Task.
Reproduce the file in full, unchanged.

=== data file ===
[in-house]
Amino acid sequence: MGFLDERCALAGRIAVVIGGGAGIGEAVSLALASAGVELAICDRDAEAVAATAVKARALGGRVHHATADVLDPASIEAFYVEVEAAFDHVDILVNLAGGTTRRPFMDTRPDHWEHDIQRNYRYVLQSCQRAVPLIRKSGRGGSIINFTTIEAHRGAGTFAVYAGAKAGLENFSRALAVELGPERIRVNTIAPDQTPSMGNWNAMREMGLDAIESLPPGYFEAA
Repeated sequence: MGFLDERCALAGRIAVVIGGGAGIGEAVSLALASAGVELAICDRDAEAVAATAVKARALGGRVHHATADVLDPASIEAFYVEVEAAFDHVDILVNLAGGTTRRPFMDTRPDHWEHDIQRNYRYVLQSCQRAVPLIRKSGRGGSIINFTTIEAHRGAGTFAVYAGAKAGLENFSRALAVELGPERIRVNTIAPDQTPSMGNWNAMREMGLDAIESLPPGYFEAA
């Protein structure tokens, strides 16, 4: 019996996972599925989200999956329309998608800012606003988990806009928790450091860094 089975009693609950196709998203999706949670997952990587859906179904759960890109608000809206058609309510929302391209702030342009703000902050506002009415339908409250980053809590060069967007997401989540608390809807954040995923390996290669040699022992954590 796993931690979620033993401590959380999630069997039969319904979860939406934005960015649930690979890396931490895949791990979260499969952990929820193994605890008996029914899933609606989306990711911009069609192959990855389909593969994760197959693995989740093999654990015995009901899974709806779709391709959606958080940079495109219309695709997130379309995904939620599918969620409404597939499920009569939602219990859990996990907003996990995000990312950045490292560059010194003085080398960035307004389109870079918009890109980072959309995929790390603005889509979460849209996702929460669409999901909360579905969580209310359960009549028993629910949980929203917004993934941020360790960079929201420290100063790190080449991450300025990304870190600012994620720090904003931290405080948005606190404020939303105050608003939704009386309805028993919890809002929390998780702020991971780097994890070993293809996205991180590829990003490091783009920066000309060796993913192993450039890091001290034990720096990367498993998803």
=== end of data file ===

[in-house]
Amino acid sequence: MGFLDERCALAGRIAVVIGGGAGIGEAVSLALASAGVELAICDRDAEAVAATAVKARALGGRVHHATADVLDPASIEAFYVEVEAAFDHVDILVNLAGGTTRRPFMDTRPDHWEHDIQRNYRYVLQSCQRAVPLIRKSGRGGSIINFTTIEAHRGAGTFAVYAGAKAGLENFSRALAVELGPERIRVNTIAPDQTPSMGNWNAMREMGLDAIESLPPGYFEAA
Repeated sequence: MGFLDERCALAGRIAVVIGGGAGIGEAVSLALASAGVELAICDRDAEAVAATAVKARALGGRVHHATADVLDPASIEAFYVEVEAAFDHVDILVNLAGGTTRRPFMDTRPDHWEHDIQRNYRYVLQSCQRAVPLIRKSGRGGSIINFTTIEAHRGAGTFAVYAGAKAGLENFSRALAVELGPERIRVNTIAPDQTPSMGNWNAMREMGLDAIESLPPGYFEAA
């Protein structure tokens, strides 16, 4: 019996996972599925989200999956329309998608800012606003988990806009928790450091860094 089975009693609950196709998203999706949670997952990587859906179904759960890109608000809206058609309510929302391209702030342009703000902050506002009415339908409250980053809590060069967007997401989540608390809807954040995923390996290669040699022992954590 796993931690979620033993401590959380999630069997039969319904979860939406934005960015649930690979890396931490895949791990979260499969952990929820193994605890008996029914899933609606989306990711911009069609192959990855389909593969994760197959693995989740093999654990015995009901899974709806779709391709959606958080940079495109219309695709997130379309995904939620599918969620409404597939499920009569939602219990859990996990907003996990995000990312950045490292560059010194003085080398960035307004389109870079918009890109980072959309995929790390603005889509979460849209996702929460669409999901909360579905969580209310359960009549028993629910949980929203917004993934941020360790960079929201420290100063790190080449991450300025990304870190600012994620720090904003931290405080948005606190404020939303105050608003939704009386309805028993919890809002929390998780702020991971780097994890070993293809996205991180590829990003490091783009920066000309060796993913192993450039890091001290034990720096990367498993998803």